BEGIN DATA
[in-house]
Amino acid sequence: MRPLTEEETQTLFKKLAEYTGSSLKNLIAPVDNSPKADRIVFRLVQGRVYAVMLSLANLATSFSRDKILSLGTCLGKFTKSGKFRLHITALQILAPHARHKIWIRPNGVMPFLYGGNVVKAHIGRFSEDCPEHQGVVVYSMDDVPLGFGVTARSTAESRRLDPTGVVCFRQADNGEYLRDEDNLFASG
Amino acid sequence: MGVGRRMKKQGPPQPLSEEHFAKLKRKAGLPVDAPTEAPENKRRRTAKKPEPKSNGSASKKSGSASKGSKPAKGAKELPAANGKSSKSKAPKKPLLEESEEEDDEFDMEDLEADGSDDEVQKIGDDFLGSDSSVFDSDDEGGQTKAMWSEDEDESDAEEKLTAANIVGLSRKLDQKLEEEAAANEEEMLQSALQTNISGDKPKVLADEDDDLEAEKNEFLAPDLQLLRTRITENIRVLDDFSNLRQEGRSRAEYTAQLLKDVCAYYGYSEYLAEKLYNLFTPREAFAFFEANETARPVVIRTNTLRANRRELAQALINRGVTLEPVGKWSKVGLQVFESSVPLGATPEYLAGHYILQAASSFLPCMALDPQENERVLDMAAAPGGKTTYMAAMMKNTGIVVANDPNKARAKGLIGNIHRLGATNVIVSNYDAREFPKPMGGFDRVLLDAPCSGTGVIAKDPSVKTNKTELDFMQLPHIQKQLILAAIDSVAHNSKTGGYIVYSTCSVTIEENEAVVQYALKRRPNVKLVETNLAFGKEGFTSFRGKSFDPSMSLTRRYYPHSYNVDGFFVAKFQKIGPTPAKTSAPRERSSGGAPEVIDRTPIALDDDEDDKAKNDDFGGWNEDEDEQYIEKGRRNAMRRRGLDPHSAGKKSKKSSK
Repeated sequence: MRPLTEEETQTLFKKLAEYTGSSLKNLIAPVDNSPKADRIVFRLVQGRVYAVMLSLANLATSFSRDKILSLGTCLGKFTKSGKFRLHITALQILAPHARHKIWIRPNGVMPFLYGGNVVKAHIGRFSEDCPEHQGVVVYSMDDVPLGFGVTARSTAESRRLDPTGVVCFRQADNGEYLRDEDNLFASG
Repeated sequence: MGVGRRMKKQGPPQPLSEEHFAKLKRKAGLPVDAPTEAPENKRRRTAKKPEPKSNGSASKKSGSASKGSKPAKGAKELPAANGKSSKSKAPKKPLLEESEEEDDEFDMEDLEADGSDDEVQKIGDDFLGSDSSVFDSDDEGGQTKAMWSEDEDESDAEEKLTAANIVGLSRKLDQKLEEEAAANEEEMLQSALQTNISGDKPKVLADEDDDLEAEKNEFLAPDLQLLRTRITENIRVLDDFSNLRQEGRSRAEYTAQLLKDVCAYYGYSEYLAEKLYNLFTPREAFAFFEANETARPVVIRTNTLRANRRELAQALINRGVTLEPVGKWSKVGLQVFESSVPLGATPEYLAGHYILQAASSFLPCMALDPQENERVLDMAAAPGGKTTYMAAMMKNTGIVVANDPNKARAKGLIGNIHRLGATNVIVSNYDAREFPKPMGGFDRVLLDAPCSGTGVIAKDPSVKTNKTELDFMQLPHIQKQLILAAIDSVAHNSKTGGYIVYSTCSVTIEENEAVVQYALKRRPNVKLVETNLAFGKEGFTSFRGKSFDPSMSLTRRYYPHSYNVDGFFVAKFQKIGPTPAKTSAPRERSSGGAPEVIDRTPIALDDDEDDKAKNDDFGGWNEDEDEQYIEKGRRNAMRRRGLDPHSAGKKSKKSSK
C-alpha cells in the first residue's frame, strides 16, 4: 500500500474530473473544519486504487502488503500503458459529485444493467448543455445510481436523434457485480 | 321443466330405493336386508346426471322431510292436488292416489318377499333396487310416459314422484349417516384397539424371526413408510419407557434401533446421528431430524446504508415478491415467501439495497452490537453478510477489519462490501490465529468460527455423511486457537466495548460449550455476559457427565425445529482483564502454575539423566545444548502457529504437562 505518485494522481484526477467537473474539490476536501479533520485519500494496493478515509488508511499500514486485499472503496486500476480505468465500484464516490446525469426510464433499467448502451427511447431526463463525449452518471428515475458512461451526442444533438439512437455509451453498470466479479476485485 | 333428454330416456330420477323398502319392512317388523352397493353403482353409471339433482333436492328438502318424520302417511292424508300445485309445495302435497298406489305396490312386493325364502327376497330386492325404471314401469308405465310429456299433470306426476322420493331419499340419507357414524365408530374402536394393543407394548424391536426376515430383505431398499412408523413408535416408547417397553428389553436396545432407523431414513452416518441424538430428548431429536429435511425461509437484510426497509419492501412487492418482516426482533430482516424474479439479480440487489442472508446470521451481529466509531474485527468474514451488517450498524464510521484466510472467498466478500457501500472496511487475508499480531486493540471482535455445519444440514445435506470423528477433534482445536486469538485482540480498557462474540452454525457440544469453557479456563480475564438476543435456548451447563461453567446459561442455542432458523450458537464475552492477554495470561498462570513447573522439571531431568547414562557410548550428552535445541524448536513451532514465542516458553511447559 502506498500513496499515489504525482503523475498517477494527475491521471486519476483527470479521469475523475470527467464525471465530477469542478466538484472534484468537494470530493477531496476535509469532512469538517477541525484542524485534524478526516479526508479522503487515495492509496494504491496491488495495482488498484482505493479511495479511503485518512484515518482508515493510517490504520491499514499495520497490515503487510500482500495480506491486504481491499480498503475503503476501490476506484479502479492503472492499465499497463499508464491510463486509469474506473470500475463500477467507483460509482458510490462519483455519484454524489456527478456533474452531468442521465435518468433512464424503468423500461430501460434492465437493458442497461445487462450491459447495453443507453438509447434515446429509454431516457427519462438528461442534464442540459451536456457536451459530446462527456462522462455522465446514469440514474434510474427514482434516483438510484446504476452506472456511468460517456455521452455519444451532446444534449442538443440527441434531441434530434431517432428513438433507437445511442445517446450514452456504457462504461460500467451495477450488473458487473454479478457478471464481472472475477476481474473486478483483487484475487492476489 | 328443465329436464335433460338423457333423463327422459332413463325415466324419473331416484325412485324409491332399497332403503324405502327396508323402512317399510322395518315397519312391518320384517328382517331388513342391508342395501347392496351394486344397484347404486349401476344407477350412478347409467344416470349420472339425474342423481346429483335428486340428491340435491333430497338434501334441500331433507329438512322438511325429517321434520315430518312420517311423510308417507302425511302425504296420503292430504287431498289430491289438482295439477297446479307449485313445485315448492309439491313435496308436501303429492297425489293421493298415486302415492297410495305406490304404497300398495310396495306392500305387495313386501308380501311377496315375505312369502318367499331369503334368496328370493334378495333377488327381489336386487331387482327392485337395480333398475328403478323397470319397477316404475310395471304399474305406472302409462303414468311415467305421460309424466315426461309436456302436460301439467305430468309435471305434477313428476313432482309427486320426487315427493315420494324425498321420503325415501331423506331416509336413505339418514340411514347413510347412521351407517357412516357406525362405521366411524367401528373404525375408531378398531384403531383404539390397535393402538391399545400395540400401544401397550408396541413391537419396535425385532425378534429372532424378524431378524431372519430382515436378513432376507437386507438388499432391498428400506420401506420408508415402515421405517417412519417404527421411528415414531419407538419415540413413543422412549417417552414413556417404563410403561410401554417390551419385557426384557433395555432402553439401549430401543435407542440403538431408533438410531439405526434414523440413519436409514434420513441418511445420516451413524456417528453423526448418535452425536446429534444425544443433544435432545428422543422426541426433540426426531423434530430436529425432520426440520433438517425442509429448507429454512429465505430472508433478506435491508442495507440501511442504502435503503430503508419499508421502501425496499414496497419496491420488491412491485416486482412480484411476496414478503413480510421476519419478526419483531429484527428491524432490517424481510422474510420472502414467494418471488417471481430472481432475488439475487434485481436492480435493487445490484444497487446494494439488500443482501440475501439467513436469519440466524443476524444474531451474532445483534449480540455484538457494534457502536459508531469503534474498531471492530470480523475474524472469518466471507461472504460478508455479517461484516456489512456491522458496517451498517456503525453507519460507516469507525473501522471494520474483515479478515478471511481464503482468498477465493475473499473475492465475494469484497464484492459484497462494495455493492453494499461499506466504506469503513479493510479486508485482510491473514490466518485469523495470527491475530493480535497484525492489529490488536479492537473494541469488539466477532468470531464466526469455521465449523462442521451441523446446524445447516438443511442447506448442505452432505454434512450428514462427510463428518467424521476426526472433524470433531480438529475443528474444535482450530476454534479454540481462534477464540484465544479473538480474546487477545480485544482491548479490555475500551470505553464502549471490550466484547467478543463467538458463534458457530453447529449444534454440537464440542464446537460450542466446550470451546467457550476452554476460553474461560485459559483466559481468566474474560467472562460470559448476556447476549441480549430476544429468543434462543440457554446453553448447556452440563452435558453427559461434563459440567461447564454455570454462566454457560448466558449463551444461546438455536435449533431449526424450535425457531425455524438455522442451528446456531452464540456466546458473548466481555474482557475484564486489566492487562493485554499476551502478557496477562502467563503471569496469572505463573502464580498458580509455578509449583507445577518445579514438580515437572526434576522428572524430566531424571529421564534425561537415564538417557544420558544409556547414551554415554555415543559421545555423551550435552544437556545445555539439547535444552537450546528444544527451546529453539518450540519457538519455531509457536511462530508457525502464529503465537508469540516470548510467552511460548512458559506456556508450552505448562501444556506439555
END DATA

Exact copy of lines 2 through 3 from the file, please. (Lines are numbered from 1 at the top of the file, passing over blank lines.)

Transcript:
Amino acid sequence: MRPLTEEETQTLFKKLAEYTGSSLKNLIAPVDNSPKADRIVFRLVQGRVYAVMLSLANLATSFSRDKILSLGTCLGKFTKSGKFRLHITALQILAPHARHKIWIRPNGVMPFLYGGNVVKAHIGRFSEDCPEHQGVVVYSMDDVPLGFGVTARSTAESRRLDPTGVVCFRQADNGEYLRDEDNLFASG
Amino acid sequence: MGVGRRMKKQGPPQPLSEEHFAKLKRKAGLPVDAPTEAPENKRRRTAKKPEPKSNGSASKKSGSASKGSKPAKGAKELPAANGKSSKSKAPKKPLLEESEEEDDEFDMEDLEADGSDDEVQKIGDDFLGSDSSVFDSDDEGGQTKAMWSEDEDESDAEEKLTAANIVGLSRKLDQKLEEEAAANEEEMLQSALQTNISGDKPKVLADEDDDLEAEKNEFLAPDLQLLRTRITENIRVLDDFSNLRQEGRSRAEYTAQLLKDVCAYYGYSEYLAEKLYNLFTPREAFAFFEANETARPVVIRTNTLRANRRELAQALINRGVTLEPVGKWSKVGLQVFESSVPLGATPEYLAGHYILQAASSFLPCMALDPQENERVLDMAAAPGGKTTYMAAMMKNTGIVVANDPNKARAKGLIGNIHRLGATNVIVSNYDAREFPKPMGGFDRVLLDAPCSGTGVIAKDPSVKTNKTELDFMQLPHIQKQLILAAIDSVAHNSKTGGYIVYSTCSVTIEENEAVVQYALKRRPNVKLVETNLAFGKEGFTSFRGKSFDPSMSLTRRYYPHSYNVDGFFVAKFQKIGPTPAKTSAPRERSSGGAPEVIDRTPIALDDDEDDKAKNDDFGGWNEDEDEQYIEKGRRNAMRRRGLDPHSAGKKSKKSSK